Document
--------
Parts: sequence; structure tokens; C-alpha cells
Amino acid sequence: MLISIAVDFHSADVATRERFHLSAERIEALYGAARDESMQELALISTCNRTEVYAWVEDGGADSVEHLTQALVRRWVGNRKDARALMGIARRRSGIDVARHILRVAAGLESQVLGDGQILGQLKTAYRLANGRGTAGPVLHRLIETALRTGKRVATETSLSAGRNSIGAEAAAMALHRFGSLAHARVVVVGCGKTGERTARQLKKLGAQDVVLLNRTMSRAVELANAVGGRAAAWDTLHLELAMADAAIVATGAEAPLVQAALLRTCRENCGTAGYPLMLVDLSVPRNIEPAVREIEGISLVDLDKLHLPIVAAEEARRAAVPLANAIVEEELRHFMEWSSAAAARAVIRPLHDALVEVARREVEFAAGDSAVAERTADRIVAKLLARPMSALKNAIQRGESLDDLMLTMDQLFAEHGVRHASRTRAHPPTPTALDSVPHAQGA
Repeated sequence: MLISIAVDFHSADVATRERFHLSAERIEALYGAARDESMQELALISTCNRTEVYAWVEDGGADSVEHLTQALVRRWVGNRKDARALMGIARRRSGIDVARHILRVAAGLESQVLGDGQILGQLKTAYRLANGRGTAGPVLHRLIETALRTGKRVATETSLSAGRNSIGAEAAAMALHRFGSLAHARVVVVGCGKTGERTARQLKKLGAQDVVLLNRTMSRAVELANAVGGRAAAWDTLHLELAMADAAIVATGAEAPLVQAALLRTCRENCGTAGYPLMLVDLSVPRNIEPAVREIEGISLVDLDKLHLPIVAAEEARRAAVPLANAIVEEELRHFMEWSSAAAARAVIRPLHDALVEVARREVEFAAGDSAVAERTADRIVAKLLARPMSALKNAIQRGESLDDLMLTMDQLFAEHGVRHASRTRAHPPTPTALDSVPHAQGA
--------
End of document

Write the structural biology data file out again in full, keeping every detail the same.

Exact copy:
Parts: sequence; structure tokens; C-alpha cells
Amino acid sequence: MLISIAVDFHSADVATRERFHLSAERIEALYGAARDESMQELALISTCNRTEVYAWVEDGGADSVEHLTQALVRRWVGNRKDARALMGIARRRSGIDVARHILRVAAGLESQVLGDGQILGQLKTAYRLANGRGTAGPVLHRLIETALRTGKRVATETSLSAGRNSIGAEAAAMALHRFGSLAHARVVVVGCGKTGERTARQLKKLGAQDVVLLNRTMSRAVELANAVGGRAAAWDTLHLELAMADAAIVATGAEAPLVQAALLRTCRENCGTAGYPLMLVDLSVPRNIEPAVREIEGISLVDLDKLHLPIVAAEEARRAAVPLANAIVEEELRHFMEWSSAAAARAVIRPLHDALVEVARREVEFAAGDSAVAERTADRIVAKLLARPMSALKNAIQRGESLDDLMLTMDQLFAEHGVRHASRTRAHPPTPTALDSVPHAQGA
Repeated sequence: MLISIAVDFHSADVATRERFHLSAERIEALYGAARDESMQELALISTCNRTEVYAWVEDGGADSVEHLTQALVRRWVGNRKDARALMGIARRRSGIDVARHILRVAAGLESQVLGDGQILGQLKTAYRLANGRGTAGPVLHRLIETALRTGKRVATETSLSAGRNSIGAEAAAMALHRFGSLAHARVVVVGCGKTGERTARQLKKLGAQDVVLLNRTMSRAVELANAVGGRAAAWDTLHLELAMADAAIVATGAEAPLVQAALLRTCRENCGTAGYPLMLVDLSVPRNIEPAVREIEGISLVDLDKLHLPIVAAEEARRAAVPLANAIVEEELRHFMEWSSAAAARAVIRPLHDALVEVARREVEFAAGDSAVAERTADRIVAKLLARPMSALKNAIQRGESLDDLMLTMDQLFAEHGVRHASRTRAHPPTPTALDSVPHAQGA